Results from Q2 2020 show that cable operators in the US took nearly half of wireless retail customer net additions. That was due in part to a Covid-19-related slowdown in overall growth, but it also reflects increasing interest in moving away from traditional mobile operators if the value proposition is right.
In the past three years, thee of the four largest US cable operators – Comcast, Charter, and Altice USA — have added the option for customers to take mobile wireless service. Those services, branded under the cable operator’s label (Xfinity Mobile for Comcast, Spectrum Mobile for Charter) are supplied by the traditional mobile operators. A fourth significant operator, Cox, is said to be considering offering similar service.
For mobile operators like Verizon, T-Mobile, and AT&T, so-called mobile virtual network operators (MVNOs) can be a source of very high-margin revenue since the MVNO (in this case the cable operator) pays for voice minutes and data megabytes without the host operator incurring any traditional marketing costs such as advertising or handset subsidies.
However, results from Q2 2020 may have mobile operators questioning whether these MVNO relationships are doing more harm than good. A survey of the largest mobile and cable operators shows that cable MVNOs accounted for nearly as many net new mobile subscribers as the traditional mobile brands.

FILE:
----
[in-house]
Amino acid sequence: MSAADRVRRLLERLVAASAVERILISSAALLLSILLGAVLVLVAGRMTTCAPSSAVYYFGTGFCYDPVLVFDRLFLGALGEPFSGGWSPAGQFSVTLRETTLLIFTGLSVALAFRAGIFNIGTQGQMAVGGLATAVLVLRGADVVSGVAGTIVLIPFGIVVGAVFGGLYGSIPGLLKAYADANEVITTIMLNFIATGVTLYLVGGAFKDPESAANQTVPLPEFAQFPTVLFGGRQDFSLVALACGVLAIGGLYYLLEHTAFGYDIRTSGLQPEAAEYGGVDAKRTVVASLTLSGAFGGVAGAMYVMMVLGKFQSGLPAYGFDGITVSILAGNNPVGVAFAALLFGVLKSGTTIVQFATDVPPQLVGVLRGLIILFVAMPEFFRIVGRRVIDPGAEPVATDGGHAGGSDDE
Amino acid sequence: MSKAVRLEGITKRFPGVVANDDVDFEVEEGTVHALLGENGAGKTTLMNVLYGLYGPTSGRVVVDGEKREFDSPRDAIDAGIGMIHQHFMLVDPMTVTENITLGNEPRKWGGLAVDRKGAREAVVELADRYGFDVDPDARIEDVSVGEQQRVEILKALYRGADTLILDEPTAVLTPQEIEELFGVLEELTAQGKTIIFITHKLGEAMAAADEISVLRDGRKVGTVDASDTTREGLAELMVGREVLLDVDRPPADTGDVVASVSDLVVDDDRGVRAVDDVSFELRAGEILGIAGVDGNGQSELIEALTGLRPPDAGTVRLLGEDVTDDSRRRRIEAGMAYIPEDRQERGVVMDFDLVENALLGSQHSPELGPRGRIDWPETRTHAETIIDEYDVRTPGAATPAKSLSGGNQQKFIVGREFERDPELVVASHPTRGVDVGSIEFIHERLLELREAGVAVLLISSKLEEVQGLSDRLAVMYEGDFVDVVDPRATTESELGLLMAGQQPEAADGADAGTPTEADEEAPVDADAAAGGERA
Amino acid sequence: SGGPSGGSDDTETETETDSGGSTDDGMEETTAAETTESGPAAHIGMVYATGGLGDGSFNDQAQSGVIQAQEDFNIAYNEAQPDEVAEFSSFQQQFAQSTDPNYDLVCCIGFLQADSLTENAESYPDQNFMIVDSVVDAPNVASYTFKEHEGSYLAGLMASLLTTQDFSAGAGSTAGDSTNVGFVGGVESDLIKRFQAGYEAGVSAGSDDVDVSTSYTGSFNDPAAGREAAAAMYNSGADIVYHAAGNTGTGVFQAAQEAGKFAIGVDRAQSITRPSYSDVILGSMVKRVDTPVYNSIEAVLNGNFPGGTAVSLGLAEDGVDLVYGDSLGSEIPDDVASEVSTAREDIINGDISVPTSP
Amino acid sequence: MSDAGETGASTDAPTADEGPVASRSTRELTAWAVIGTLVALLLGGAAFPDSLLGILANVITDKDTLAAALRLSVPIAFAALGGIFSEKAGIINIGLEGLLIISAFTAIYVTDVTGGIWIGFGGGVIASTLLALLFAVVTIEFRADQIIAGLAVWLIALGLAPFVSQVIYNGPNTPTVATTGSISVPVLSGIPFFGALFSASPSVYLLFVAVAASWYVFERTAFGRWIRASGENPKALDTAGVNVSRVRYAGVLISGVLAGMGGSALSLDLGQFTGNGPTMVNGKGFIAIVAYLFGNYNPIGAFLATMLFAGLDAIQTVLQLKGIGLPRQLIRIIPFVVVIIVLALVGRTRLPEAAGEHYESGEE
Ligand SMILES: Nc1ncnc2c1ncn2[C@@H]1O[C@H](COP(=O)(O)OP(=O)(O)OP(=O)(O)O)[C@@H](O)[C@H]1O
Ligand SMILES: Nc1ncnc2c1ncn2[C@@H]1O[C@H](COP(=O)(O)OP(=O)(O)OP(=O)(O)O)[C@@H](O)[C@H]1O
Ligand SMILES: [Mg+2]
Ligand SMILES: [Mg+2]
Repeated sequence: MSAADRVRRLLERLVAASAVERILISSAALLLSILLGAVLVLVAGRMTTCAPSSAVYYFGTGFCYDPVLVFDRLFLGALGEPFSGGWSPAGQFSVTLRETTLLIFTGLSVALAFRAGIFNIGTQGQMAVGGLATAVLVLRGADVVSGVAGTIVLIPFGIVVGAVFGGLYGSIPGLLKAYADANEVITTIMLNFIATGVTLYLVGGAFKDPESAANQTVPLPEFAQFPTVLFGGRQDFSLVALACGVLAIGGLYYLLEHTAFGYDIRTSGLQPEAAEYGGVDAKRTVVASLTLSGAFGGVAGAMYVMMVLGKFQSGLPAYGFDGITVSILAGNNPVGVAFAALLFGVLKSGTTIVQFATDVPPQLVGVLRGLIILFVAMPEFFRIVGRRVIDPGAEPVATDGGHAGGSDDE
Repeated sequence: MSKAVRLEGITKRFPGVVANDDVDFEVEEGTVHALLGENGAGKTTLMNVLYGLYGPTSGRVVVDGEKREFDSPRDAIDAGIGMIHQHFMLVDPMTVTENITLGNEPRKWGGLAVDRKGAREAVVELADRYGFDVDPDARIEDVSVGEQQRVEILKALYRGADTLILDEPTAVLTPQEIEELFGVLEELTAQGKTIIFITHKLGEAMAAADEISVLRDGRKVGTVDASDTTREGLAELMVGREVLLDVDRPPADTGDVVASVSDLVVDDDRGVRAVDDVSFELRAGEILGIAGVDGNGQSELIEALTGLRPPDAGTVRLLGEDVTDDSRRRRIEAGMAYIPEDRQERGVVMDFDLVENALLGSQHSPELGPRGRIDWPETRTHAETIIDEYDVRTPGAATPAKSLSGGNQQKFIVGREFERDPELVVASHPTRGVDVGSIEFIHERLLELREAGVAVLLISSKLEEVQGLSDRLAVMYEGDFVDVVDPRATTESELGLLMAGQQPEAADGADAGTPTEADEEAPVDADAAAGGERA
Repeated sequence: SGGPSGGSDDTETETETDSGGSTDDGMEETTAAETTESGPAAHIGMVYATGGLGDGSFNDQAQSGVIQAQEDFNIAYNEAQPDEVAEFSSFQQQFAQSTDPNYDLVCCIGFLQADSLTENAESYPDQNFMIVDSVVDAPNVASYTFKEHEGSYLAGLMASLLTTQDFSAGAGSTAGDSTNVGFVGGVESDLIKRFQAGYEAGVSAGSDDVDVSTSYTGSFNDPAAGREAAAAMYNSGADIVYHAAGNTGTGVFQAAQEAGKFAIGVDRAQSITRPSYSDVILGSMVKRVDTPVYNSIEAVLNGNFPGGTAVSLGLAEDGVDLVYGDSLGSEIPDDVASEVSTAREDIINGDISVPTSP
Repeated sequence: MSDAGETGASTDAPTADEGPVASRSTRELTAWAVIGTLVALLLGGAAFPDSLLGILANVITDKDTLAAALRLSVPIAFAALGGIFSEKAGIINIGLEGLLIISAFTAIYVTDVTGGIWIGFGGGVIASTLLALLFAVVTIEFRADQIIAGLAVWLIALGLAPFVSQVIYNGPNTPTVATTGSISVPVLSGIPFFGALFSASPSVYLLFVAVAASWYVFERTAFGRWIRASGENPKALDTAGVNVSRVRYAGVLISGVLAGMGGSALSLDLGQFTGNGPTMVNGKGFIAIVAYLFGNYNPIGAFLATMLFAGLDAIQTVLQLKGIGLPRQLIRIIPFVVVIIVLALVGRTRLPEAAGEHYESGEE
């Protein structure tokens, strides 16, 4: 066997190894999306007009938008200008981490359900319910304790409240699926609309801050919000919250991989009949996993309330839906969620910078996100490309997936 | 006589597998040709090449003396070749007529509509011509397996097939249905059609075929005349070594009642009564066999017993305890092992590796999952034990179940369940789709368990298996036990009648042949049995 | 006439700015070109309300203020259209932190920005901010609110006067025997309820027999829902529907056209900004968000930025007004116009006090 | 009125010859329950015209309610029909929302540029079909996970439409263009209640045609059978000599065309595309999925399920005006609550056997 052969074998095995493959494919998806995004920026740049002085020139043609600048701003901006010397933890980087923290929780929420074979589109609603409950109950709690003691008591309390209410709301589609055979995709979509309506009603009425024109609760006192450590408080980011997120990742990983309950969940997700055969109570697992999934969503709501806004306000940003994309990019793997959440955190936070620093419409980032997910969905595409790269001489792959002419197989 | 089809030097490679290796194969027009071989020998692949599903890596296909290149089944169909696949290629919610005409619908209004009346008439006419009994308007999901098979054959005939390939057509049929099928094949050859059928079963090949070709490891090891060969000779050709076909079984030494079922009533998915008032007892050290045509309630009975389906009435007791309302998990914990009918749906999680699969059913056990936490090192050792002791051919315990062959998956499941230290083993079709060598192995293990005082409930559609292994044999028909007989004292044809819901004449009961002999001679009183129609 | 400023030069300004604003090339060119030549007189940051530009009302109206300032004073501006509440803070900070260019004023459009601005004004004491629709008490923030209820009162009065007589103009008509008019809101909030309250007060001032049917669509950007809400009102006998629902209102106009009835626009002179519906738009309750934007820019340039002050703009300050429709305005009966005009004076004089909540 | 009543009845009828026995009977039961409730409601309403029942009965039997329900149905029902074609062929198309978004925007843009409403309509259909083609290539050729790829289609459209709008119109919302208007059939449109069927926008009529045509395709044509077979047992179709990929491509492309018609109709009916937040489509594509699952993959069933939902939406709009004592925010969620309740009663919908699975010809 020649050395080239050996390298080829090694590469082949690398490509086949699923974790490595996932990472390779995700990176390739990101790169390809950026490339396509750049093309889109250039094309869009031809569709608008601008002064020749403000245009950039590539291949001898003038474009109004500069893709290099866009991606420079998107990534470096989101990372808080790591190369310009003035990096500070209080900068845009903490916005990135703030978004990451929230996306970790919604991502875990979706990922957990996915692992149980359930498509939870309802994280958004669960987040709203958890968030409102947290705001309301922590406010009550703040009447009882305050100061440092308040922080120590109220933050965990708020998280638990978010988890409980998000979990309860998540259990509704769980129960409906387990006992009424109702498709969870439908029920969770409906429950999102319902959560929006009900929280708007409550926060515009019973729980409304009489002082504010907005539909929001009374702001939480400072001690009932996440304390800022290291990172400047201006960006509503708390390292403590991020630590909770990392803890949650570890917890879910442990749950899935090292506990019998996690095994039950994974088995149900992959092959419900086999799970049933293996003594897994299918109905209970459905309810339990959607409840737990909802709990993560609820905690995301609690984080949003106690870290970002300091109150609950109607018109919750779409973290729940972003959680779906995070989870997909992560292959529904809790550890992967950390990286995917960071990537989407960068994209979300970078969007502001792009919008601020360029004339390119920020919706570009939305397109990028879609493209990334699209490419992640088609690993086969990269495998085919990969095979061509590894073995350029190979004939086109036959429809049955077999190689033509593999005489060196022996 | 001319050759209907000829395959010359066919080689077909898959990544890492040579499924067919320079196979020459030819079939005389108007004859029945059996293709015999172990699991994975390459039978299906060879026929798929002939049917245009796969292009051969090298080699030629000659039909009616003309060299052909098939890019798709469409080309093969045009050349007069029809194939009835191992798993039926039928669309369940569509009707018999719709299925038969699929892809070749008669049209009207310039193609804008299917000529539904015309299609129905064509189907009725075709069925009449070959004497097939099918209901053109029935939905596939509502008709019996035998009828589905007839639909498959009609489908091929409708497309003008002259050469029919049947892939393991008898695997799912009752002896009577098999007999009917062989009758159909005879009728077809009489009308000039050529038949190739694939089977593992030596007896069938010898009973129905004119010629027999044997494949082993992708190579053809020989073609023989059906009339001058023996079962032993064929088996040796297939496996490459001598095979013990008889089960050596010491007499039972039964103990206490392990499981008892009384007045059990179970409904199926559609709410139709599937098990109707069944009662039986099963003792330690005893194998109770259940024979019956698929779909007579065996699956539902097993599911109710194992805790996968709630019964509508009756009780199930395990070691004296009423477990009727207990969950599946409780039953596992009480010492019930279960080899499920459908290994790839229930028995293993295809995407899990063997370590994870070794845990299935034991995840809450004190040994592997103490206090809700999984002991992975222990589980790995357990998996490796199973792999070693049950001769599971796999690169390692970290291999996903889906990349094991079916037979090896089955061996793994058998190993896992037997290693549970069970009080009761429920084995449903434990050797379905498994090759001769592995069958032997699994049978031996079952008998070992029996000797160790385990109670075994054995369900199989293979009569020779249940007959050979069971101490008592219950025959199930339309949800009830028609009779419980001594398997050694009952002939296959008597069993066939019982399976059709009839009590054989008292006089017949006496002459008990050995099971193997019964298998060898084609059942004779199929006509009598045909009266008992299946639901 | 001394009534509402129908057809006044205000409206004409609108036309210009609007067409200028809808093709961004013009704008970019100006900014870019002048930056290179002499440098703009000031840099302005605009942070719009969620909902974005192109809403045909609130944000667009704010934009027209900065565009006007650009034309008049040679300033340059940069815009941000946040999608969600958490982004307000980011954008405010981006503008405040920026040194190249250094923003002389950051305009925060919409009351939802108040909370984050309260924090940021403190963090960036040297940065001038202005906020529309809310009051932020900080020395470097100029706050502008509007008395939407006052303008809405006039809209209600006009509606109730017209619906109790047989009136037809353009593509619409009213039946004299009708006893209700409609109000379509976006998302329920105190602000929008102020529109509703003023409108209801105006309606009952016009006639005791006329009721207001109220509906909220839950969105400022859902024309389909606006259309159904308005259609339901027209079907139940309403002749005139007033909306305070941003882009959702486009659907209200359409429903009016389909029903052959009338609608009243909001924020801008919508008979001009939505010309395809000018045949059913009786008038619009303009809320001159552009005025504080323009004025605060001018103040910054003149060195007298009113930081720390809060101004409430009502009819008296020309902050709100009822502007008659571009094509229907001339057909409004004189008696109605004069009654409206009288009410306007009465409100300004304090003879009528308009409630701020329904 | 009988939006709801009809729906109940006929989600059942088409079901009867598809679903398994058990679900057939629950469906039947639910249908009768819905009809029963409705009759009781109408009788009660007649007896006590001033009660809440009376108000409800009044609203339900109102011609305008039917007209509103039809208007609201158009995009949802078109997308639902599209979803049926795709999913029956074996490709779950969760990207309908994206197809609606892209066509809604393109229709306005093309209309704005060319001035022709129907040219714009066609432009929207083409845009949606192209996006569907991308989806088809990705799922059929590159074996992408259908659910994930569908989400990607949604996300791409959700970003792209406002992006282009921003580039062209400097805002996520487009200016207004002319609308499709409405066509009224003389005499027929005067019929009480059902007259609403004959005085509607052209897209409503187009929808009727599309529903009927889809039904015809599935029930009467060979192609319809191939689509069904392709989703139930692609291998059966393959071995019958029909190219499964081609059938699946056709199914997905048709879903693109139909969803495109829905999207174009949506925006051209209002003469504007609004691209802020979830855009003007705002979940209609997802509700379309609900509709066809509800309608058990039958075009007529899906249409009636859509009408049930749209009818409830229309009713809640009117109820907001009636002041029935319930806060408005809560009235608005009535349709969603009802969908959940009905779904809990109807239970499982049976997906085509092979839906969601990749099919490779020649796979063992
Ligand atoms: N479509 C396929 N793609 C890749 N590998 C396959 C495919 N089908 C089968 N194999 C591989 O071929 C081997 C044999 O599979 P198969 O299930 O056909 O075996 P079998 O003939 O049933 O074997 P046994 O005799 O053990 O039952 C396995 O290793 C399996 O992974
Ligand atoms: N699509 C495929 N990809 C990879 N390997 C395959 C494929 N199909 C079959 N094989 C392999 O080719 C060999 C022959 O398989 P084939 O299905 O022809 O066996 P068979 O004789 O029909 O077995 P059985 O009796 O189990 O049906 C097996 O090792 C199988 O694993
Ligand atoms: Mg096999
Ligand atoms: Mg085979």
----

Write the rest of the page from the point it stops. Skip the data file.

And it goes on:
These results suggest that the mobile operators may be gaining MVNO revenues but are losing out on the opportunity to win these retail customers with their own brands.
Cable operators may be perfect MVNO customers
For years, cable operators have built their businesses around a common theme: sign customers to as many services as possible to increase ‘stickiness’ and make it complicated to switch to another provider. Over the past ten-plus years, these operators have enjoyed tremendous success offering a ‘triple play’ bundle consisting of Internet, video, and home phone service. However, with a growing number of customers ‘pulling the plug’ on both traditional home phone and video services in favor of cellular and over-the-top video services like Netflix and Hulu, cable operators are eager to embrace mobile wireless into their service bundles.
In fact, cable operators may just be the perfect MVNO customers. That’s because the bulk of their customers’ phone usage comes when they are utilizing their cable-enabled WiFi service, usually at home and occasionally as part of these operators’ massive WiFi hotspot networks. For example, Comcast’s Xfinity WiFi includes millions of hotspots, including cafes, retail outlets, and – unbeknownst to many home customers – often their home WiFi router. As a result, cable operators are able to offer very price-attractive mobile deals to customers, knowing that most of that usage will not actually require cellular mobile service.
As more customers begin to look at their cable operators as mobile operators, traditional mobile operators – nearly all with enormous installed bases to protect – may find themselves increasingly at risk of customers jumping ship for more favorable terms offered by their cable operator competitors.
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